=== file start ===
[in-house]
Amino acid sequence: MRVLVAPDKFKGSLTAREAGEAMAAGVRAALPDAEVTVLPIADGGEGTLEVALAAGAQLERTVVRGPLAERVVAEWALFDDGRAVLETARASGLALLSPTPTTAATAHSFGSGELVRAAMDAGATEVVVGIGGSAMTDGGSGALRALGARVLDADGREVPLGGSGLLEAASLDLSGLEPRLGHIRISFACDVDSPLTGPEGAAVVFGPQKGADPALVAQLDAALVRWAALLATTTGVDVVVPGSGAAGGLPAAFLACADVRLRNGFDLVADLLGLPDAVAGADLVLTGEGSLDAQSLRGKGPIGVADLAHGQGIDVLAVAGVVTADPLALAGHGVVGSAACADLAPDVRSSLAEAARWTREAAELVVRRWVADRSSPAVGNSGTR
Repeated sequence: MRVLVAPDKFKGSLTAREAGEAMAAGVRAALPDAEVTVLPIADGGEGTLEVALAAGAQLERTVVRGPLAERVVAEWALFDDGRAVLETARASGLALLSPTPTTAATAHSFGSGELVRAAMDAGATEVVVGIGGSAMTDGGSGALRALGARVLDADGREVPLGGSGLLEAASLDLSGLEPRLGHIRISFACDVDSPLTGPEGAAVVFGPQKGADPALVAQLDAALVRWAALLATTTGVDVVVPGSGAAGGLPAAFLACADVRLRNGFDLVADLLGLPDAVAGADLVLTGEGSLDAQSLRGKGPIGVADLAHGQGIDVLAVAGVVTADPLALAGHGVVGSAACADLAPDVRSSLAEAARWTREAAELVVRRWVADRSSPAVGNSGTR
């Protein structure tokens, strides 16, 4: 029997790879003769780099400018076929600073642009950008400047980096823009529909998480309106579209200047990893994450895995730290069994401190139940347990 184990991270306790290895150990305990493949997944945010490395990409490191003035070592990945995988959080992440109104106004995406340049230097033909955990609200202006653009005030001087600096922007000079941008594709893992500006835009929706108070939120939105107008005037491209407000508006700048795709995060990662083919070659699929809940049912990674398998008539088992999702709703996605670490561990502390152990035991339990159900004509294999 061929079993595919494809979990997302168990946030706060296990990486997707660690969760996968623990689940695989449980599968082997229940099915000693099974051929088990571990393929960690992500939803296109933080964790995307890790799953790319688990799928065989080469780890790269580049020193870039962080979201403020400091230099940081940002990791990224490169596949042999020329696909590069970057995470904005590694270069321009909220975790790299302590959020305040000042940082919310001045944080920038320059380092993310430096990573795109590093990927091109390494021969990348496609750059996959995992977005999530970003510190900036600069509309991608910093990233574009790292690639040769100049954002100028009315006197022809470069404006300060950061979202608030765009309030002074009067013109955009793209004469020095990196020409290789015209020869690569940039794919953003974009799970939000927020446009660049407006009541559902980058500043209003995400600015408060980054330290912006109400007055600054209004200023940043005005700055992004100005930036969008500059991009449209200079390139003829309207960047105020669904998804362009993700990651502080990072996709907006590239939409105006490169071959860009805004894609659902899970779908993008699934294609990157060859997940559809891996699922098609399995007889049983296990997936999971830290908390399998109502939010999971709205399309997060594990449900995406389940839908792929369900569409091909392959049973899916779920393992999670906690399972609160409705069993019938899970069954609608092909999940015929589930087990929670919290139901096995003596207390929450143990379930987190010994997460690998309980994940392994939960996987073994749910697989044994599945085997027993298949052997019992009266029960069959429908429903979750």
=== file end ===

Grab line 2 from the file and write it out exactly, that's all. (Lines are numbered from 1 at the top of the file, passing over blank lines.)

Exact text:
Amino acid sequence: MRVLVAPDKFKGSLTAREAGEAMAAGVRAALPDAEVTVLPIADGGEGTLEVALAAGAQLERTVVRGPLAERVVAEWALFDDGRAVLETARASGLALLSPTPTTAATAHSFGSGELVRAAMDAGATEVVVGIGGSAMTDGGSGALRALGARVLDADGREVPLGGSGLLEAASLDLSGLEPRLGHIRISFACDVDSPLTGPEGAAVVFGPQKGADPALVAQLDAALVRWAALLATTTGVDVVVPGSGAAGGLPAAFLACADVRLRNGFDLVADLLGLPDAVAGADLVLTGEGSLDAQSLRGKGPIGVADLAHGQGIDVLAVAGVVTADPLALAGHGVVGSAACADLAPDVRSSLAEAARWTREAAELVVRRWVADRSSPAVGNSGTR